There’s a moment in Sunset Boulevard where William Holden’s character Joe Gillis takes Norma Desmond’s (played by Gloria Swanson) script in his hand. That’s what I was reminded of reading these two novellas.
Balzac’s sits nearly at the end of main street, and when you sit inside of it, it’s easy to forget that you exist in the modern world. The tin ceiling design and the white marble of the counters as well as the café set up are a comforting beckon to the past and the distant, and it was sitting at one of those counters by the window that I thought about starting a book review blog in the first place. This is a review of Honoré de Balzac’s The Wild Ass’s Skin (La Peau de Chagrin).
I’ve been reading classic literature since I was very young, but the work of Austen was a blind spot for me. Mostly, that had to do with the way acquaintances pushed me to read them. Bright. Sparkly. Light. Romantic. Those are not the words that draw me to literature. They also weren’t the entire picture of either the novels or the author. This is a review of Jane Austen’s Pride and Prejudice.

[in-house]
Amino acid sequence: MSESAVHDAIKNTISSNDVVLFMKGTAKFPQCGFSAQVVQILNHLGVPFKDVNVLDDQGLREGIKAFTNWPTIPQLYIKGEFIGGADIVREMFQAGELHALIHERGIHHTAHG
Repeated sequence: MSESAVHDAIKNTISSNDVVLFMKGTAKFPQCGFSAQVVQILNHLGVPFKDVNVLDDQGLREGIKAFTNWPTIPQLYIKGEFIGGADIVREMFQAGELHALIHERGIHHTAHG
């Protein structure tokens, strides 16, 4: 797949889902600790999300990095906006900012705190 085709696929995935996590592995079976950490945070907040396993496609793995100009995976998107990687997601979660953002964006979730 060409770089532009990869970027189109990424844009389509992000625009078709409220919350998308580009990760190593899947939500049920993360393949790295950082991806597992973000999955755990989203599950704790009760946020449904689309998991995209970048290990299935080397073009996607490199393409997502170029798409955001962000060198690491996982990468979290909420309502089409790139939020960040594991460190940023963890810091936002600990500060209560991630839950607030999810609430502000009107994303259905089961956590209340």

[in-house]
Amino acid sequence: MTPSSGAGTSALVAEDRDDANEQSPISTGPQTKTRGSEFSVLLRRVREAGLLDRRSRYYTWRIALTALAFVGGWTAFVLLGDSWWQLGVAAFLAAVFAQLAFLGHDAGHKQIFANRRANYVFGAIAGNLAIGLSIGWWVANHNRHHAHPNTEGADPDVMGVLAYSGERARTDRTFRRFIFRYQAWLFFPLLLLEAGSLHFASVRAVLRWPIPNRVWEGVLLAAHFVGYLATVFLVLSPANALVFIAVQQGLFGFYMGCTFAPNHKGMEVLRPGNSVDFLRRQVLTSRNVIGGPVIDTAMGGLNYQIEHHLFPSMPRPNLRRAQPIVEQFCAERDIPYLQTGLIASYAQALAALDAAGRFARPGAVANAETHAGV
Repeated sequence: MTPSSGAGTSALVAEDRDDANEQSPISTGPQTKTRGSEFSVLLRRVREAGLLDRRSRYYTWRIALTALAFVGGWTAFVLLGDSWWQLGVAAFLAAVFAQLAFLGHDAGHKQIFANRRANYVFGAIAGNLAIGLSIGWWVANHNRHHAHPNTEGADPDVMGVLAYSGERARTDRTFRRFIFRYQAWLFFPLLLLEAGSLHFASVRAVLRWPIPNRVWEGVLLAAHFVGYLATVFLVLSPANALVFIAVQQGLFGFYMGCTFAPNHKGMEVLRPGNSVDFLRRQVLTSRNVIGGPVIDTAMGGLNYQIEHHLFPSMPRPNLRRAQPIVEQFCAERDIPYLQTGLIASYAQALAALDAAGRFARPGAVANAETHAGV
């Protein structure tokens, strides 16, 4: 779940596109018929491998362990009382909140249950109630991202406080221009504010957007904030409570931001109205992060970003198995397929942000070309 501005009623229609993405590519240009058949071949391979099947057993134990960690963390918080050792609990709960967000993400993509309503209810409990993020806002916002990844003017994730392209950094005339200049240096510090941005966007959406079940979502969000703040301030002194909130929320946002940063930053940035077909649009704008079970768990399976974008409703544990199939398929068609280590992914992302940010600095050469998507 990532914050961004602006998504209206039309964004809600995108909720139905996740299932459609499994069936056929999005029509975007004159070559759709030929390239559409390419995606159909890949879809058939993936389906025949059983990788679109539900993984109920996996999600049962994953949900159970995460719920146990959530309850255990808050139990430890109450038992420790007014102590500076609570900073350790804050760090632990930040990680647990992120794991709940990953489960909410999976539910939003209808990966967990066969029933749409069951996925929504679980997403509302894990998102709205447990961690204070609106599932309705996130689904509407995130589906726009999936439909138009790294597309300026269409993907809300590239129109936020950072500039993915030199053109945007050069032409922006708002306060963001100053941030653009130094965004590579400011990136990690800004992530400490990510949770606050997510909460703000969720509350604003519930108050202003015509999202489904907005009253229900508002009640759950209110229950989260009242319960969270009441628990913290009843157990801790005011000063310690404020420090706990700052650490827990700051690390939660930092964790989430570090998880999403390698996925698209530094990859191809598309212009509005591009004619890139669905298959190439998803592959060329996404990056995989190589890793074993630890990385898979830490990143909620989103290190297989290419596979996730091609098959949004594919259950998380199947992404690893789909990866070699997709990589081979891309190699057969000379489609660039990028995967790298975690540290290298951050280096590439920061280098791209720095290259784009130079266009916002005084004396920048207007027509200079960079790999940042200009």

Live-streamed opera is where we first saw Tchaikovsky’s Eugene Onegin, which is based on the Pushkin novel. Even though we weren’t provided with subtitles to the Met’s production from 2007, the imagery and the music were capable of conveying the story in and of themselves. Whenever I see fall leaves in piles on the ground, I’m reminded of the set design. This is a review of Pushkin’s Eugene Onegin.
The premise might be an old one, but what Pushkin does with it is worthy of praise. His writing flows with a concise clarity that is poetic in and of itself.
The Queen of Spades is a novella that is not too short and not too long. It’s a perfect short read for an afternoon or an evening, clocking in at approximately 82 pages including the prologue. The clarity of the prose and the flow of it make the reader nearly fly through it and want to finish it in one sitting if at all possible. This is a review of A. S. Pushkin’s The Queen of Spades.
This play is not just about politics. It tells the story of a personal revolution in the character of Wilhelm Tell himself. This is a review of Friedrich von Schiller’s Wilhelm Tell.
Due to how many adaptations it has had and how prominent it is in the canon of classic literature, I thought it would be a staple of used bookstores or the bigger new bookstores. Well, it isn’t. This is a review of Victor Hugo’s Notre-Dame de Paris or The Hunchback of Notre-Dame.